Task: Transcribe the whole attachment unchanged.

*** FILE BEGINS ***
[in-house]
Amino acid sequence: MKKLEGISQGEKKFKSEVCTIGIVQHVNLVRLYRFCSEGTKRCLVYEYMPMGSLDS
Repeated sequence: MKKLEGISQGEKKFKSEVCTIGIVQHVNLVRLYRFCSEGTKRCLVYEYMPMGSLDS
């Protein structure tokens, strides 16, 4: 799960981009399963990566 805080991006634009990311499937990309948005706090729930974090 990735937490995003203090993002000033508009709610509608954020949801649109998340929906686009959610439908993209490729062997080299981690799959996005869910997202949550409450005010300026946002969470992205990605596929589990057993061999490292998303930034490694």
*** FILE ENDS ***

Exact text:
[in-house]
Amino acid sequence: MKKLEGISQGEKKFKSEVCTIGIVQHVNLVRLYRFCSEGTKRCLVYEYMPMGSLDS
Repeated sequence: MKKLEGISQGEKKFKSEVCTIGIVQHVNLVRLYRFCSEGTKRCLVYEYMPMGSLDS
């Protein structure tokens, strides 16, 4: 799960981009399963990566 805080991006634009990311499937990309948005706090729930974090 990735937490995003203090993002000033508009709610509608954020949801649109998340929906686009959610439908993209490729062997080299981690799959996005869910997202949550409450005010300026946002969470992205990605596929589990057993061999490292998303930034490694």